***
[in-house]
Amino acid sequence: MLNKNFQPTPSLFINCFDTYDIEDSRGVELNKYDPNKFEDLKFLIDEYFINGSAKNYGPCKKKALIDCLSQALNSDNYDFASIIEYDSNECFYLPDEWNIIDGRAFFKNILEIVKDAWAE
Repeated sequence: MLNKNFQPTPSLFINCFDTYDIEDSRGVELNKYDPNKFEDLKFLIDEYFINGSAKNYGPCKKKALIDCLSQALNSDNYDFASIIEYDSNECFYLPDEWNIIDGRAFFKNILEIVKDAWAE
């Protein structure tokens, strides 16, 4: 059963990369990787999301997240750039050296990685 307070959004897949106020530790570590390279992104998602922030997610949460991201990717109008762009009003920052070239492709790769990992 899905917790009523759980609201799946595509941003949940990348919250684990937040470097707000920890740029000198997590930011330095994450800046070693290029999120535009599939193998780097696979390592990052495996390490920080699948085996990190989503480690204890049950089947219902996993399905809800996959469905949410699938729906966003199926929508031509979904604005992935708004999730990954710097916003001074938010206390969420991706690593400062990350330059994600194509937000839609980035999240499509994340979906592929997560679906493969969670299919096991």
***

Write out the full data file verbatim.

[in-house]
Amino acid sequence: MLNKNFQPTPSLFINCFDTYDIEDSRGVELNKYDPNKFEDLKFLIDEYFINGSAKNYGPCKKKALIDCLSQALNSDNYDFASIIEYDSNECFYLPDEWNIIDGRAFFKNILEIVKDAWAE
Repeated sequence: MLNKNFQPTPSLFINCFDTYDIEDSRGVELNKYDPNKFEDLKFLIDEYFINGSAKNYGPCKKKALIDCLSQALNSDNYDFASIIEYDSNECFYLPDEWNIIDGRAFFKNILEIVKDAWAE
């Protein structure tokens, strides 16, 4: 059963990369990787999301997240750039050296990685 307070959004897949106020530790570590390279992104998602922030997610949460991201990717109008762009009003920052070239492709790769990992 899905917790009523759980609201799946595509941003949940990348919250684990937040470097707000920890740029000198997590930011330095994450800046070693290029999120535009599939193998780097696979390592990052495996390490920080699948085996990190989503480690204890049950089947219902996993399905809800996959469905949410699938729906966003199926929508031509979904604005992935708004999730990954710097916003001074938010206390969420991706690593400062990350330059994600194509937000839609980035999240499509994340979906592929997560679906493969969670299919096991």